In 1964, the Design Research Unit — Britain’s first multi-disciplinary design agency founded in 1943 by Misha Black, Milner Gray, and Herbert Read — was commissioned to breathe new life into the nation’s neglected railway industry. The corporate image of the railway had remained largely unchanged after its nationalisation in 1948, a reflection of a largely disjointed and out-of-date transport system.

British Rail poster
Launch poster for the British Rail identity as seen in 1965

“The company name was shortened to British Rail and Gerry Barney of the Design Research Unit conceived the famous ‘double-arrow,’ a remarkably robust and memorable icon that has far outlasted British Rail itself and continues to be used on traffic signs throughout the United Kingdom as the symbol for the national rail network and more specifically railway stations on that network.”

Quoted from Nick Job’s fascinating website devoted to the double-arrow. Just look at the amount of detail in the manual section. Brilliant. Right down to the uniforms to be worn by the British Rail Catering Refreshment Room Staff.

British Rail symbol

D&AD 50: 1966, British Rail, on CR Blog
Another British classic, British Steel, on LDL

Via Iancu Barbărasă.


Always loved this logo – generally – but what always bugged me about it was that the lines forming the middle diagonal are parallel, but the ones for the outer diagonals aren’t, and are more fluted – which for me means each arrow (ie the full form pointing right, and the one pointing left) isn’t symmetrical.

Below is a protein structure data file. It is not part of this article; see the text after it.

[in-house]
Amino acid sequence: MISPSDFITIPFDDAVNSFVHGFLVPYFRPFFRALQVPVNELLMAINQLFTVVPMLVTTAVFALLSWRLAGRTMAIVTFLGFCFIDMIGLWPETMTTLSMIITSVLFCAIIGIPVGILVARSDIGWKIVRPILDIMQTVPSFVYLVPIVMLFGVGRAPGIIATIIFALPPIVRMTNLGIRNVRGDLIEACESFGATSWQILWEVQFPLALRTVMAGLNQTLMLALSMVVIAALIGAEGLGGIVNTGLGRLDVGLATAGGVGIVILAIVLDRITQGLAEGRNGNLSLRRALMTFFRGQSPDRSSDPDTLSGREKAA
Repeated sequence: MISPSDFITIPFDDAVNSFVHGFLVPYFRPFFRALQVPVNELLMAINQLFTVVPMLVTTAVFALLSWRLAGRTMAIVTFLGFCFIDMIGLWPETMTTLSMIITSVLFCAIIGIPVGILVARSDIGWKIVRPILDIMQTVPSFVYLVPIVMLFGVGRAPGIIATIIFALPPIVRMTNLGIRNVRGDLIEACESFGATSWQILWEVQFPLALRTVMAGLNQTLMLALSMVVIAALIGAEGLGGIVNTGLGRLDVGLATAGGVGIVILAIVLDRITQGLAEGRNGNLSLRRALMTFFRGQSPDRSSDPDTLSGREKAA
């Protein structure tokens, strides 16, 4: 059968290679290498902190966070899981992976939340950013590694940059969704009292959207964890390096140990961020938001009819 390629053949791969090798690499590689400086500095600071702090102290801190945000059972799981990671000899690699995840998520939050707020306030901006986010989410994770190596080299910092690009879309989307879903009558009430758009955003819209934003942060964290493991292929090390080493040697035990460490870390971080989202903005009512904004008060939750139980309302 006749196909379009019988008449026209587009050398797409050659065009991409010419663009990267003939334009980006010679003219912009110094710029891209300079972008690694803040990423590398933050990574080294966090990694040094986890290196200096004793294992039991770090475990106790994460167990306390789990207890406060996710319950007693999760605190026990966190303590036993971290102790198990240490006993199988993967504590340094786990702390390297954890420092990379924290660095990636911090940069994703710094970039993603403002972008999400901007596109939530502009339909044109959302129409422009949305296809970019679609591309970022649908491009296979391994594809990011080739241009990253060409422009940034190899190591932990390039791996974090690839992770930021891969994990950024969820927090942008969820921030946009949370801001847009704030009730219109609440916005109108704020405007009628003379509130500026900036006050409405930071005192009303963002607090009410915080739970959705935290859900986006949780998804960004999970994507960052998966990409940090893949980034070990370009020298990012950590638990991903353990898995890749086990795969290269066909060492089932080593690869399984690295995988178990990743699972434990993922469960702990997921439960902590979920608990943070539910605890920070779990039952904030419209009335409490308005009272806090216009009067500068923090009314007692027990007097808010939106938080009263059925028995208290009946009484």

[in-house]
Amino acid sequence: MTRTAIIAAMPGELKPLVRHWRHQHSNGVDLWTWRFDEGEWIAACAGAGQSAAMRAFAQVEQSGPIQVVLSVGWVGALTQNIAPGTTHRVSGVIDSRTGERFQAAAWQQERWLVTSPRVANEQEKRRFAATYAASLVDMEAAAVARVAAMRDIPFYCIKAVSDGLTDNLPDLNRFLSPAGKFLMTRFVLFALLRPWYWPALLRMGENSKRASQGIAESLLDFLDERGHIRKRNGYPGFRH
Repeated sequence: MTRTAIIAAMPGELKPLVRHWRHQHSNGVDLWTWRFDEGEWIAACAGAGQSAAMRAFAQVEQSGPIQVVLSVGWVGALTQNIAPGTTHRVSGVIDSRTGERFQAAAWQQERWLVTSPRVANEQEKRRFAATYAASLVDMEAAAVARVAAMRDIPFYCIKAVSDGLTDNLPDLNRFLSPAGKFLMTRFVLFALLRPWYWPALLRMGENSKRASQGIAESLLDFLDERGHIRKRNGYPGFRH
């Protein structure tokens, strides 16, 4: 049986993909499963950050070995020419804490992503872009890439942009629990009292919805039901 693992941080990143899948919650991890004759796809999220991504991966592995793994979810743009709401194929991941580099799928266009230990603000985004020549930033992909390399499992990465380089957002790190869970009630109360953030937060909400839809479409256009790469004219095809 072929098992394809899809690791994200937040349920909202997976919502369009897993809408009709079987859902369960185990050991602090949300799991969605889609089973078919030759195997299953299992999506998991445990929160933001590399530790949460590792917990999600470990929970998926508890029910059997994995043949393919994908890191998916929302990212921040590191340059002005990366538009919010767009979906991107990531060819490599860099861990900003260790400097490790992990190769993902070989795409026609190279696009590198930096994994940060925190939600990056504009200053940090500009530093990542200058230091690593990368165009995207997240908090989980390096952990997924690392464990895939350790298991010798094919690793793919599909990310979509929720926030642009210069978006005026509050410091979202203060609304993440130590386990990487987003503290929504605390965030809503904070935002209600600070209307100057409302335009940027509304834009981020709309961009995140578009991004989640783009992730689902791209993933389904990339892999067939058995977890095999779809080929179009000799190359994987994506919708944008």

Or is it just me?

Ah no – it’s me – i just noticed, they’re not parallel in the middle after all.

As you were…

A lovely strong identity. The fluted diagonals work beautifully to compensate for the visual weight and unbalance that would otherwise be caused.

I think it was the 1970s when the logo was referred to as the “arrows of indecision” by critics of British Rail.

Once while waiting for a train at Kings Cross,I spotted a BR railroad worker sporting a Brit Rail logo pin on his lapel. After I admired it, he gave it to me; I still have after 30 years!

Gerry Barney is my granddad. He might be a great designer but he sure is a dick-head. I haven’t seen him since I was seven.

It’s Rail Alphabet, not quite the same as Helvetica, but similar. Developed from the Transport typeface by Jock Kinneir and Margaret Calvert.

Yeah gosh, what was a transport system thinking using a clear, legible and instantly recognizable typeface?

I hate to throw a spanner in the rails, but Gerry Barney did not design this logo. He has been credited with it for years when actually it was originally thought up by a Mr Thomas William Edgar Roche who worked for UK immigration and was a devout railways enthusiast and author of numerous books – many about the railways of the United Kingdom. He was asked by the then head of the soon to be formed British Railways if he had any ideas for a new logo as they would need one for the new company. Mr Barney may have possibly refined the detail, but the original concept of two rails with arrows pointing in opposite directions was that of Mr Roche.

Good spot Simon.

I actually prefer the dutch railways logo, feels more elegant, and with nicer white space.

Both great though.

This iconic logo reminds me of the double N arrow logo used by all National Bus Company subsidiary’s including National Expess.

… classic logo and now super-nostalgic. I never noticed that the upper and lower ‘arms’ are fluted, as mentioned above. That seems like quite a quaint affectation now but was presumably groovy in ‘65. The central diagonal seems to have parallel sides, of course … thanks

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